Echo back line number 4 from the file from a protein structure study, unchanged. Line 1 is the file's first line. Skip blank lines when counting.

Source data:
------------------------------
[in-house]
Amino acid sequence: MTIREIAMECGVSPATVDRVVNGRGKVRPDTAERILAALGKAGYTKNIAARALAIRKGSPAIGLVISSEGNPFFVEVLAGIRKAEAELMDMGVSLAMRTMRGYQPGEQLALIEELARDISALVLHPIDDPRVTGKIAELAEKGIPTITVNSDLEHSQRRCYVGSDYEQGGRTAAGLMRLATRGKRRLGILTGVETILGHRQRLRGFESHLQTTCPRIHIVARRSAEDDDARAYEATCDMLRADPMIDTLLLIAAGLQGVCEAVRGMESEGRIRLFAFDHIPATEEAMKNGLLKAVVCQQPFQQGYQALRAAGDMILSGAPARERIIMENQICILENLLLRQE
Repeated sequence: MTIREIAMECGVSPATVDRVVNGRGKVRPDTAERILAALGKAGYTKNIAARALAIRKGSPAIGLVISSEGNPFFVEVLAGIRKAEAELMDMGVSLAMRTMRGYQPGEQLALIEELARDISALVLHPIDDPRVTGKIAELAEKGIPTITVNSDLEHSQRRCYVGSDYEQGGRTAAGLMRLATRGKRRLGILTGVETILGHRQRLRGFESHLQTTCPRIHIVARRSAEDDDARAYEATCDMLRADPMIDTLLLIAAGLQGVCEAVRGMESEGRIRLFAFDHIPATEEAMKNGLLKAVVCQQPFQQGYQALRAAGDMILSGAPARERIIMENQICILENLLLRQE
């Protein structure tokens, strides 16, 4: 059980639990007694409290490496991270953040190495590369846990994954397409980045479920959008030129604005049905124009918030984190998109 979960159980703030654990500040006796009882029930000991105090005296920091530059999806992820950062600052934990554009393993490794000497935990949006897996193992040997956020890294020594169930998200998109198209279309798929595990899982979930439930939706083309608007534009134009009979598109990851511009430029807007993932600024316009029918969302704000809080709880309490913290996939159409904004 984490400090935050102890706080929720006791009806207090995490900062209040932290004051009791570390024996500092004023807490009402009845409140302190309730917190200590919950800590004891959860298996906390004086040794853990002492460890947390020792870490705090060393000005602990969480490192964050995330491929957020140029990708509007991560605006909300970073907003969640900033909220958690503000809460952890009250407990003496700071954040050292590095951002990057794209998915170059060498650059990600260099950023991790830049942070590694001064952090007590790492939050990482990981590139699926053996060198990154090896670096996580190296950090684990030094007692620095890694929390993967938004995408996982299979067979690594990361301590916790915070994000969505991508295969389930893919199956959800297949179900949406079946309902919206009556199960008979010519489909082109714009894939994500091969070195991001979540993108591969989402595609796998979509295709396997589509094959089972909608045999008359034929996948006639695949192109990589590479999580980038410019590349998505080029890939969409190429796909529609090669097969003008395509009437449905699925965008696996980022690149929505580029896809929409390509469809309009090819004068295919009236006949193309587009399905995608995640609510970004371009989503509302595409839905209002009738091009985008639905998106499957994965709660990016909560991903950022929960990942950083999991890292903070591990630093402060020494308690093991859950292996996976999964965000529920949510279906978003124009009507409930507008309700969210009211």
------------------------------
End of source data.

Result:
């Protein structure tokens, strides 16, 4: 059980639990007694409290490496991270953040190495590369846990994954397409980045479920959008030129604005049905124009918030984190998109 979960159980703030654990500040006796009882029930000991105090005296920091530059999806992820950062600052934990554009393993490794000497935990949006897996193992040997956020890294020594169930998200998109198209279309798929595990899982979930439930939706083309608007534009134009009979598109990851511009430029807007993932600024316009029918969302704000809080709880309490913290996939159409904004 984490400090935050102890706080929720006791009806207090995490900062209040932290004051009791570390024996500092004023807490009402009845409140302190309730917190200590919950800590004891959860298996906390004086040794853990002492460890947390020792870490705090060393000005602990969480490192964050995330491929957020140029990708509007991560605006909300970073907003969640900033909220958690503000809460952890009250407990003496700071954040050292590095951002990057794209998915170059060498650059990600260099950023991790830049942070590694001064952090007590790492939050990482990981590139699926053996060198990154090896670096996580190296950090684990030094007692620095890694929390993967938004995408996982299979067979690594990361301590916790915070994000969505991508295969389930893919199956959800297949179900949406079946309902919206009556199960008979010519489909082109714009894939994500091969070195991001979540993108591969989402595609796998979509295709396997589509094959089972909608045999008359034929996948006639695949192109990589590479999580980038410019590349998505080029890939969409190429796909529609090669097969003008395509009437449905699925965008696996980022690149929505580029896809929409390509469809309009090819004068295919009236006949193309587009399905995608995640609510970004371009989503509302595409839905209002009738091009985008639905998106499957994965709660990016909560991903950022929960990942950083999991890292903070591990630093402060020494308690093991859950292996996976999964965000529920949510279906978003124009009507409930507008309700969210009211």